February 17, 2020

 

BIG WORDS

I remember sitting in attendance at the Sport Movement Skill Conference in 2019 (an event I have hosted each of the last three years) and, like clockwork, each presenter and thought leader in attendance who were not in favor of utilizing an Ecological Dynamics framework seemed to continually rehash a recurring rhetoric which usually involved a similar argument created established by two main points:

1. Those advocating for an Ecological Dynamics point of view are making sport movement behavior more complex than it needs to be (both in regards to explanations of motor control as well as how the process of motor learning/skill acquisition should be undertaken).

2. Why do those in Ecological Dynamics feel the need to use all of these big or foreign words? “They must be hiding behind all of those words to try to feel smarter than everyone else.” Thus, these terms and ideas certainly have to be unnecessary.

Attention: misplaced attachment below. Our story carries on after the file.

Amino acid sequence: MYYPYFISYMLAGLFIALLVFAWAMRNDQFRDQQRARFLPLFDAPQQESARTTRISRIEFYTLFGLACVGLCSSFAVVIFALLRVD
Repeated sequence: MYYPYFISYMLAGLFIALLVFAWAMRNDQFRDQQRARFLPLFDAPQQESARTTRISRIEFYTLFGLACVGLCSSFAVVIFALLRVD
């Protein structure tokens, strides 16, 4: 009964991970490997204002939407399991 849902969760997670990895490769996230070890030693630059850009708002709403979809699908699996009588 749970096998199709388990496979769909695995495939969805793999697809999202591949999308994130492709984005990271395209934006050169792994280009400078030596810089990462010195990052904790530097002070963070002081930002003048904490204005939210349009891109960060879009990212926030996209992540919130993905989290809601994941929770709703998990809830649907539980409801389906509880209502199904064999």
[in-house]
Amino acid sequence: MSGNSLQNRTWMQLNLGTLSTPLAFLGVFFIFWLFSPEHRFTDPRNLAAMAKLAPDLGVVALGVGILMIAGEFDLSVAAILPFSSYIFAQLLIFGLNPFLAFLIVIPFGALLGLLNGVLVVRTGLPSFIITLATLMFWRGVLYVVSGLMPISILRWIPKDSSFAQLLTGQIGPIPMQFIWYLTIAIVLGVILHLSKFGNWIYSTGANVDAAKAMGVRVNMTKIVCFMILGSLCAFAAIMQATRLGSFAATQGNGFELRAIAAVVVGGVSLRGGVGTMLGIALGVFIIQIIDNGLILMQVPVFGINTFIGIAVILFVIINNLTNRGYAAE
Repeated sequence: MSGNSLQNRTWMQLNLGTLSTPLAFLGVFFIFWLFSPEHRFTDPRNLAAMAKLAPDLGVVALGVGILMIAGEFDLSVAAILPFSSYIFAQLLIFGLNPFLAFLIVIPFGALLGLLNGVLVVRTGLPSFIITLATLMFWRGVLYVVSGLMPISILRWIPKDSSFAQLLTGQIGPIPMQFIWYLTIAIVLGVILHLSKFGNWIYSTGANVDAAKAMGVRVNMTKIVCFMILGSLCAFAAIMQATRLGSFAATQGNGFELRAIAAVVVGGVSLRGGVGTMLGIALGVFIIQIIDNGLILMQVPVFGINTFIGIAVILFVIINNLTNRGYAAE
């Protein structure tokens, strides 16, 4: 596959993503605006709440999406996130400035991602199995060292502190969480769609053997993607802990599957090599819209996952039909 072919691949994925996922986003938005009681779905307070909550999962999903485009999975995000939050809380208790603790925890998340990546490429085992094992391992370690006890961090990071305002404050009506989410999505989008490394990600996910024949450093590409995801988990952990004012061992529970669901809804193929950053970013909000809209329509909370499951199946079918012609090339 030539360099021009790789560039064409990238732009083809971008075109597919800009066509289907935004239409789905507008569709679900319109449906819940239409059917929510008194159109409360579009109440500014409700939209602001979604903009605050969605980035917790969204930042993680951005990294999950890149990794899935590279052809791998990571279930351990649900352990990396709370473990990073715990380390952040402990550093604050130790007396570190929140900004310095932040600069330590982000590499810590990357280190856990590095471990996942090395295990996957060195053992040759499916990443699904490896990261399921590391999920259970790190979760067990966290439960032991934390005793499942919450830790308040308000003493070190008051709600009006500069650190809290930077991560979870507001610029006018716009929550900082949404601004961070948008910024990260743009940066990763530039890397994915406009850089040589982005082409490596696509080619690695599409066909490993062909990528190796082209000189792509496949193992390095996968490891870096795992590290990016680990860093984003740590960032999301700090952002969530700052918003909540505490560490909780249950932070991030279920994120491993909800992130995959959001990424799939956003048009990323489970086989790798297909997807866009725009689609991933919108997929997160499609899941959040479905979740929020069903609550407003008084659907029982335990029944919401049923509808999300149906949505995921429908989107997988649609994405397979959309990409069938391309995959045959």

Because of this overall stance, it led these individuals to propose that many of the concepts which form an Ecological Dynamics framework just isn’t as needed and/or isn’t adding as much value as those within EcoD believe that they are.

Let me be quite frank here – I feel as though anyone who fits in this camp, while utilizing those arguments above, are being flat-out lazy when it comes to furthering their understanding of sport movement skill. So, refusing to succumb to the pressure and just oblige to those on the ‘other side’ without any semblance of a fight, let me clap back for a moment here.

We are all trying to get closer each day in understanding the most pertinent ideas for investigating movement behavior. We (within EcoD) do not profess to have all of the answers. In fact, we have more questions than answers! Yet, I firmly believe that the questions that we are asking, because of the scope that our theoretical lens allows us to see movement behavior through, is getting us closer than we were when we refused to open our minds and step away from some of the more traditional, often dogmatic ways of viewing movement skill.